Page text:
Last night, I remembered the paper towel, a sharp knife and plastic plates and cups for the kids (last time I forget all these).  However I forgot the TOMATO SAUCE (oh most Australian of condiments), left the dips and cheese in the fridge and didn't bring any spray oil.

On the bench.  Not at the park.  Of all the things to forget...
Forgetting the tomato sauce on Australia day may be one of the most unAustralian things anyone could do.  I'm lucky I wasn't arrested.

We joined the group, poured drinks, and I began to get out our nibblies, before realising I'd forgotten the dips/cheese.  Sheepishly I added our crackers to the pile and epitomised the name of this blog.

I forgot to put out the chips too, so eager was I to sip a glass of bubbles with my mates.  Luckily no-one starved.

It was so busy, we couldn't get near the common BBQ, requiring an emergency drive home by a couple of the menfolk (in hunter mode) to track down a portable version.  They returned in good order, with a Barbie and two nearly empty gas bottles (isn't it always the way?) and proceeded to get their tongs out.

Get your tongs out people.
And your thongs...
A plethora of snags and chops hit the hotplate, surrounded by a few more delicate offerings including chicken kebabs and haloumi (ours- am currently addicted- yes I know it's not diet food).     

We shared meat, offered salads, peeled prawns (yum), fed kids protein on a roll, tried to sneak some veg in (it was getting dark so we hoped they didn't see).

One very clever family brought sushi for dinner, requiring no BBQ.

The kids swam and ran, plastered themselves in tattoos, climbed trees and screamed and threw sand, were shouted at admonished for throwing sand, swam, tried to ride surfboards at a harbour beach and made a volcano sandcastle.  This list is not exhaustive.

Sarah chose her cheek, Issy, her decolletage.  I do worry about that child. 
When we left at full dark there were still an amazing amount of people there, although the dominant demographic had changed and we were definitely no longer it.

Packing up a BBQ/picnic which has been attended by 30+ people in the dark, is tricky and requires much attention to detail.

Even so, at least four grown adults (of which I was one) stopped packing up briefly in order to compare their iphone torch apps.  We showed each other our strobing, and waved them in the air, pretending we were in the mosh pit, before our clamouring children brought us back to the task at hand...going home.

It's a strange world we live in yes?

We threw the poor exhausted offspring straight into bed when we got home (after 9).  Because we forgot to wash them, the sand in their beds is reminiscent of the Boomerang Beach experience.  It's hard to rinse kids down after the beach when it's pitch black, and quite frankly, putting them in the shower when we got home just never occurred to me.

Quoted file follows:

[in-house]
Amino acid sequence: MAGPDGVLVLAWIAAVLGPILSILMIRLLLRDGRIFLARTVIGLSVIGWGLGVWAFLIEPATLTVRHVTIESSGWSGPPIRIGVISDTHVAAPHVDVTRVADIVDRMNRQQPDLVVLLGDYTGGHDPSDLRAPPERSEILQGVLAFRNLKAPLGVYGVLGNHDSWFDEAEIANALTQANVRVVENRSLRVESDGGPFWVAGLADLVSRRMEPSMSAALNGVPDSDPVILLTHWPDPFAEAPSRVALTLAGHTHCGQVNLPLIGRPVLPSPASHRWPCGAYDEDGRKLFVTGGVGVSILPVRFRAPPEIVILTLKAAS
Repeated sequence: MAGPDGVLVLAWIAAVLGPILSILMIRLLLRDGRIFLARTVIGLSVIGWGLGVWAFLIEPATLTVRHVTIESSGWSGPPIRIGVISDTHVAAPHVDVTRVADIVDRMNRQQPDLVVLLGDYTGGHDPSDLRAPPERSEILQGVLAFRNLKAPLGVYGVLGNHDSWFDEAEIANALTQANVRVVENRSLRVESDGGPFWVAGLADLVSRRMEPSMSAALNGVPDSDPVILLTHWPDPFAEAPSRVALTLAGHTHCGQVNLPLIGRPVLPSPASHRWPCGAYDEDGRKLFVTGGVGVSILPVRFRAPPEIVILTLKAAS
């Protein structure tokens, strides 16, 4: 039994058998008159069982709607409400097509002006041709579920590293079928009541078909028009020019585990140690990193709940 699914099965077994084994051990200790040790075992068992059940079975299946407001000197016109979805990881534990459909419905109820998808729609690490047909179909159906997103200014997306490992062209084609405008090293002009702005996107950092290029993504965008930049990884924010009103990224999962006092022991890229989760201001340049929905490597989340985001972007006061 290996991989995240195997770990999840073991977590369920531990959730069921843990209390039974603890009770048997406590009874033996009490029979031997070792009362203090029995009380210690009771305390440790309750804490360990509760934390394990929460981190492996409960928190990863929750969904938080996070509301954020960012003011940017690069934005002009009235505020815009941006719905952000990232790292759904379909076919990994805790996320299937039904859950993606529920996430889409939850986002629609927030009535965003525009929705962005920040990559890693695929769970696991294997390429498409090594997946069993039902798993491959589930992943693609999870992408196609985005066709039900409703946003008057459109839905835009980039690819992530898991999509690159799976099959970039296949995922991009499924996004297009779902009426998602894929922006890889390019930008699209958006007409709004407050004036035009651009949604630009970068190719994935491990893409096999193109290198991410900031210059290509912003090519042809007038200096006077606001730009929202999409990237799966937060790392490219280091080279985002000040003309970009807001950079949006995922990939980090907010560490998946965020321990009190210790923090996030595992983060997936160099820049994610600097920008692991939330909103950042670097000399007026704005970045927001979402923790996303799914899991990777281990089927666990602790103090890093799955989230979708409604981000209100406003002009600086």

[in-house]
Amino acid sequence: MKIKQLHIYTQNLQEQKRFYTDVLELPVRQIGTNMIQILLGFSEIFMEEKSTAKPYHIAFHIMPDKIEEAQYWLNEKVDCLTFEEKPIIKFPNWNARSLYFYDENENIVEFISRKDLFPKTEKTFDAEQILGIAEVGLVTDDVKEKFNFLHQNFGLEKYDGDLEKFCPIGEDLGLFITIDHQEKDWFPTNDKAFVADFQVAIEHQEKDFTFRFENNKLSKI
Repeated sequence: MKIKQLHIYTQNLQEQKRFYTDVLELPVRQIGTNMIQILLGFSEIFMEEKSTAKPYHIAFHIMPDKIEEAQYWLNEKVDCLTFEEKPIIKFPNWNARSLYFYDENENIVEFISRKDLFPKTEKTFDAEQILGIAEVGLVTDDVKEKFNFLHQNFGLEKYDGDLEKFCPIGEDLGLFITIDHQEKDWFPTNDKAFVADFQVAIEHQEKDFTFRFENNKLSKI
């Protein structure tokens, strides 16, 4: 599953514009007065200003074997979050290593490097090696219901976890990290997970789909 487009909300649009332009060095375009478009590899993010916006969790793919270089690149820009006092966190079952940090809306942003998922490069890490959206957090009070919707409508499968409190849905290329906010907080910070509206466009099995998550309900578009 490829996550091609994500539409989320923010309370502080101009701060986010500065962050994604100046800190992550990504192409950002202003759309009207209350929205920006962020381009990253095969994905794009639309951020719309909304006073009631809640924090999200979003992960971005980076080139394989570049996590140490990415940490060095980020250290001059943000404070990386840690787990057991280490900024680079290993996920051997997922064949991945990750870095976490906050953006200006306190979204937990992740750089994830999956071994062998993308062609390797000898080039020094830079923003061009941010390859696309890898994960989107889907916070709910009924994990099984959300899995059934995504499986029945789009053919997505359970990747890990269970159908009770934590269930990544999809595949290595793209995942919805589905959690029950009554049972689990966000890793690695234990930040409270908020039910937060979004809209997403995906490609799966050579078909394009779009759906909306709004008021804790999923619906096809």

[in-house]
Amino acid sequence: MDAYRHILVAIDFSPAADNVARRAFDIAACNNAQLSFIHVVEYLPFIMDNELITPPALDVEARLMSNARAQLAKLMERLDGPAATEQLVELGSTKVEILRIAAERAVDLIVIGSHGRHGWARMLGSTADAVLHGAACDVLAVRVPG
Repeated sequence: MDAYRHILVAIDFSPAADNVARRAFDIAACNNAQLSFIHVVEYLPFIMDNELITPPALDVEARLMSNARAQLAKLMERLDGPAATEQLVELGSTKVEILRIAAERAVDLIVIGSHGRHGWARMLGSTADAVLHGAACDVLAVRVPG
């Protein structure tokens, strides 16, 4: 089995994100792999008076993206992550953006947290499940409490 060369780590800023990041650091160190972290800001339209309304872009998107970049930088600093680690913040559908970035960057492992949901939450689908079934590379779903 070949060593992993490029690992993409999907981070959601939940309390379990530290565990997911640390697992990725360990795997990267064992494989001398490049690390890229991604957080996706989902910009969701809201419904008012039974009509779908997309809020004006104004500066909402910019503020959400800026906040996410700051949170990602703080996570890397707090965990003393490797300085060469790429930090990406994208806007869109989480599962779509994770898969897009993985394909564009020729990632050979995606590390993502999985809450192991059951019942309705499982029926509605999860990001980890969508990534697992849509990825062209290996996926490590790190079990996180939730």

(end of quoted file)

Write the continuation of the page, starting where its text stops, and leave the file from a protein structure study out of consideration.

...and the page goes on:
It would have been a clever move.  So would bringing the tomato sauce.

Wednesday, 23 January 2013

When Big Business Got So Big It Forgot The Little People

Excellent turnout.

Tonight I, along with a fair sized chunk of the local community, attended a meeting.

It was intended to allow the exchange of information and consultation between Telstra and the locals, because Telstra want to place an antenna to enhance it's mobile network, at the top of an electricity pole outside our local shops.

The antenna would apparently, emit low level non ionising radiation 24/7.    On the pole, they are supposed to put a sign like this.

This symbol warns of a radiation hazard.
Cheerful isn't it.   
Now this radiation is not the stuff of nuclear warfare and disaster that has caused a great deal of illness, death, malformation and anguish.  That is ionising radiation.  What we are dealing with, from the top of this tower, is non ionising radiation.  Which means...?  Well no one really knows.  Hence the sign.

According to the propeller head expert Telstra brought in tonight, this type of radiation is totally fine at the levels the antenna is emitting.  He showed us lots of boring slides and talked in a boring voice.  He showed the community nothing but contempt and disrespect, in every answer, to every question he was asked.  He face was a permanent smirk.

But of course, his kids bedrooms aren't 6 metres from the antenna are they?

He was clearly planted by Telstra, chosen for his abrasive personality, allowing someone other than the Telstra rep to be the bad guy.  We weren't fooled.  We knew they were all bad guys (actually 8 bad guys and 1 token bad girl).